In 1989, online education wasn't a household word, the internet was two years from being released, and the Apple Macintosh had less memory than ten photos on a smartphone.
That year, Harold Crawford, now an emeritus agricultural education and studies professor, and others planned innovative ways to provide Iowa State University classes to those off campus. Crawford even filled a motorhome with computers to bring the classroom to Iowans as he traveled throughout the state.
Six years later, t
he College of Agriculture and Life Sciences sought a new center focused on distance education. The Brenton family provided the initial gift to honor W. Harold and Etta Brenton, both 1920 graduates. The Brenton Center for Agricultural Instruction and Technology Transfer opened its doors in 1995 in Curtiss Hall.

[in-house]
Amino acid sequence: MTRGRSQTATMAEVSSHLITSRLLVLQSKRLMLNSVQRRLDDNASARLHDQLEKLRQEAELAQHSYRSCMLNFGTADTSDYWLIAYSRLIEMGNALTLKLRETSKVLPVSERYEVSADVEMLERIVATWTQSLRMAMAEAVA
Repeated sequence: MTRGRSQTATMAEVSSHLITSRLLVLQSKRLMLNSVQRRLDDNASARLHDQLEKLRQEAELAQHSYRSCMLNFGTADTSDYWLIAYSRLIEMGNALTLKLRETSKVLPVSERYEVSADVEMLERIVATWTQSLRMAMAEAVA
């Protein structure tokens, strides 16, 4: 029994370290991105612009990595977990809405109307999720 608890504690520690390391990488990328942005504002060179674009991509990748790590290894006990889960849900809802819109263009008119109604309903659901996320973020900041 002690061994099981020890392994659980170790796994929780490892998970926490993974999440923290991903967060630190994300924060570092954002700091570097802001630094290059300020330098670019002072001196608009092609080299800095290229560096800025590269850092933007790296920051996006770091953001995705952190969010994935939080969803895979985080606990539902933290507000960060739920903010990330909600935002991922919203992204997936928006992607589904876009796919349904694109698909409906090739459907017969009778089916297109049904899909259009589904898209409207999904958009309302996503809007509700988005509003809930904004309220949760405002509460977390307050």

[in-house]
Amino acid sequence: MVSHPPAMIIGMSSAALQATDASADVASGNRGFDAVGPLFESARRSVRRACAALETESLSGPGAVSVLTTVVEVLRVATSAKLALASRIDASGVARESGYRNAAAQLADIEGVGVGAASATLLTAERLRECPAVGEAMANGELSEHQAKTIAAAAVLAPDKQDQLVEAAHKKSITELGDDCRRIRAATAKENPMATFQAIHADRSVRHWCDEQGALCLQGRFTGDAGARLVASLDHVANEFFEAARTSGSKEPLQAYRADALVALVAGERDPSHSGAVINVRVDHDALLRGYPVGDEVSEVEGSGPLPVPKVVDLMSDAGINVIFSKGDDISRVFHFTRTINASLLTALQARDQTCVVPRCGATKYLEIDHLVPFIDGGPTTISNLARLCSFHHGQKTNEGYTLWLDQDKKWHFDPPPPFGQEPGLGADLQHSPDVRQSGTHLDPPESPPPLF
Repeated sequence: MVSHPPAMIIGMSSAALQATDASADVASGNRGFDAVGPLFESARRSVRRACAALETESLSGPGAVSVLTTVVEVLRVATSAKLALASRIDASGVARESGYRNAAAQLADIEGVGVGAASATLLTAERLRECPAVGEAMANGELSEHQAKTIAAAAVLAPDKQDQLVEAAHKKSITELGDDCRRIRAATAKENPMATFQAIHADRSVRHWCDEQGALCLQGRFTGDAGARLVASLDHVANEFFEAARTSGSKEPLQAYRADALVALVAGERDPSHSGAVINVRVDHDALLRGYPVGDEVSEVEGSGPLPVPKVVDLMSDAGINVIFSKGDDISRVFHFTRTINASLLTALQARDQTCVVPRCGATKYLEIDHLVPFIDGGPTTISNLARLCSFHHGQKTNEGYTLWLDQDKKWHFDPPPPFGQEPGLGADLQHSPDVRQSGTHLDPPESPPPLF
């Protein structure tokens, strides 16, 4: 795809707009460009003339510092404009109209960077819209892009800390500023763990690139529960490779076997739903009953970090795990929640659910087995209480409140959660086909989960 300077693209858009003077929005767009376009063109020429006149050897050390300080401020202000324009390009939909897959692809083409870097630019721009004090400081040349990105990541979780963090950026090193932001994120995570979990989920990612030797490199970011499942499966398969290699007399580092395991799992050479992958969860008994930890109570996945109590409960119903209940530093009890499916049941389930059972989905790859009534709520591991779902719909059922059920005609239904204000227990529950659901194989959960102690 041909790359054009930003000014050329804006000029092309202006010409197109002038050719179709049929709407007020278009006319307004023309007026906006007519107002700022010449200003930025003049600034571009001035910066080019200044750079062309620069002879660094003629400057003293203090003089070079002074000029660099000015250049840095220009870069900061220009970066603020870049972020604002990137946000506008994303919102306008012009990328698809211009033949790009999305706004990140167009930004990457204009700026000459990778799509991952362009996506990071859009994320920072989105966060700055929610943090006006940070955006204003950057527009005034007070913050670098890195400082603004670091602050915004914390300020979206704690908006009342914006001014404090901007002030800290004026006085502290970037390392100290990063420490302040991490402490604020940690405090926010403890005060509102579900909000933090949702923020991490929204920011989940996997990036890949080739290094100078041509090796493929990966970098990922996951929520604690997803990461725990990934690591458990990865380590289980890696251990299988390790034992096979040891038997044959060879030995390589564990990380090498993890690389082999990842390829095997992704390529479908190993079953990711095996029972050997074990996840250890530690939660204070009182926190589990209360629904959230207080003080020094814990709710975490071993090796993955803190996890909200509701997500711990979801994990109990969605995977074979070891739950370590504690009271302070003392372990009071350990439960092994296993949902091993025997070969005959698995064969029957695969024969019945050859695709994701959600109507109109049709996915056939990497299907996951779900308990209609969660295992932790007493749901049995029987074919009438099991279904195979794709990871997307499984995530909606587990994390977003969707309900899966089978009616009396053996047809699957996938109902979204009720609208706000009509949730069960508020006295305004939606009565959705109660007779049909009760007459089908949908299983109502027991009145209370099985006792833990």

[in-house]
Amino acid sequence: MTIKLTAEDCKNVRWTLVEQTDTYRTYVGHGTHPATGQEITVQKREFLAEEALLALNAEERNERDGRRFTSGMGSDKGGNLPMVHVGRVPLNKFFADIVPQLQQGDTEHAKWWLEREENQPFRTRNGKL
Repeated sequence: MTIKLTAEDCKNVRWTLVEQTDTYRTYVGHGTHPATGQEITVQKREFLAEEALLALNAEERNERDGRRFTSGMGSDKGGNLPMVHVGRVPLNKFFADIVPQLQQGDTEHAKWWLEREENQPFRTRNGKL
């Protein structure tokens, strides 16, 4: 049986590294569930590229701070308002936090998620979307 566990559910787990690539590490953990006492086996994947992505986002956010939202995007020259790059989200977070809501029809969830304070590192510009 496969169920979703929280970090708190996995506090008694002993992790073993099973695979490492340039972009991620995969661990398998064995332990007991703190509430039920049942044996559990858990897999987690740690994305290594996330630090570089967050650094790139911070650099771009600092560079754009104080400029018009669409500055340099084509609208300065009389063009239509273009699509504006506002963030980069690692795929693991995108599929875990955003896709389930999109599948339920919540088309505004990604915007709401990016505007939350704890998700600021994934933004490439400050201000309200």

The Brenton Center lives up to Iowa State's mission of sharing knowledge well beyond campus.
Today, students from 329 Iowa communities, 48 states, Puerto Rico, Guam, and 19 countries have registered for agriculture and life sciences classes online.
The center's quality online educational programs fit the real-time needs of many students, including nontraditional students who have full-time jobs and those who are geographically isolated
. The option of learning online also gives students control over their learning e
For Nick Hoffman from Sioux City, Iowa the opportunity to take online classes lead to a better job. He graduated in the fall of 2015 and received a masters degree in plant breeding.
"This has been a tremendous success for me to be able to effectively learn online," Hoffman said.
The Brenton Center offers master's degrees in agronomy, community development, agricultural education, plant breeding, and seed technology and business. Students can also earn graduate certificates in food safety and defense, occupational safety, and swine science.